Mardy Grothe thinks part of the so-called "problem of the American worker" can be solved by taking a bit of conventional management wisdom and standing it on its head:
"Most employees aren't very pleased with the performance of their supervisors ," Dr. Grothe says. If a company has employees who are giving it trouble, he believes, managers should look at themselves first.
If they did, he says, they might reduce the number of American workers known as "problem workers" -- people who don't produce, who can't get to work on time, who are rude to clients and customers, who almost never put in any extra time, or who will not follow instructions.
"When you've got a problem employee," he notes, "you've really got a problem relationship between somebody who works and somebody who manages."
Grothe, a counseling psychologist who lives in Lincoln, Mass., and Dr. Peter Wylie, an industrial psychologist in Washington, D.C., have spent much of the past several years dealing with problem employees -- and problem managers. As partners in Performance Improvement Associates, a consulting firm, they have held seminars at trade association meetings and in corporate offices on how to deal with troublesome workers.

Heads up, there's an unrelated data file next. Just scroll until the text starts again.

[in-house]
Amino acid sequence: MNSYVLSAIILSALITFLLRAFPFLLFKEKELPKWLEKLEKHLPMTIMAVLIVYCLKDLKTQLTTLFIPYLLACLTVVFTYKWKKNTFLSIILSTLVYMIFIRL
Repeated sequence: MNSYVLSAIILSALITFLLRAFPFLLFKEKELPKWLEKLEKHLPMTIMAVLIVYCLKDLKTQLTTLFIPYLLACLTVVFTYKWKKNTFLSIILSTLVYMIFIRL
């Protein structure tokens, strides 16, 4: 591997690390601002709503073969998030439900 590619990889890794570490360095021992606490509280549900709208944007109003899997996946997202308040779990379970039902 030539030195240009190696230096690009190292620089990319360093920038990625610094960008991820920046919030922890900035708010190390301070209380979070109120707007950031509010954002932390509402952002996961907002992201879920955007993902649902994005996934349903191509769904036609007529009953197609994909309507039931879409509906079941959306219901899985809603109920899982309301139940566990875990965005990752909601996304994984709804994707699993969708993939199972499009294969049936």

Most recently, they collaborated on a book, "Problem Employees: How to Improve Their Performance" (Pitman Learning Inc., 6 Davis Drive, Belmont, Calif. 94002, $16.95). Grothe says the book is the result of taking the material presented in the seminars and breaking it down into its "component parts."
Beginning with explanations on how to analyze an employee's performance to setting up and handling a performance improvement interview, the book gives clear, step-by-step directions on how to identify problems, what questions to ask, how to answer questions from the employees, and negotiating performance agreements. For neophyte supervisors, it even gives examples of how to say things. For instance: "Pat, I'd like to arrange a time to meet with you to review your work performance. It's something I'm planning to do with everybody in the office."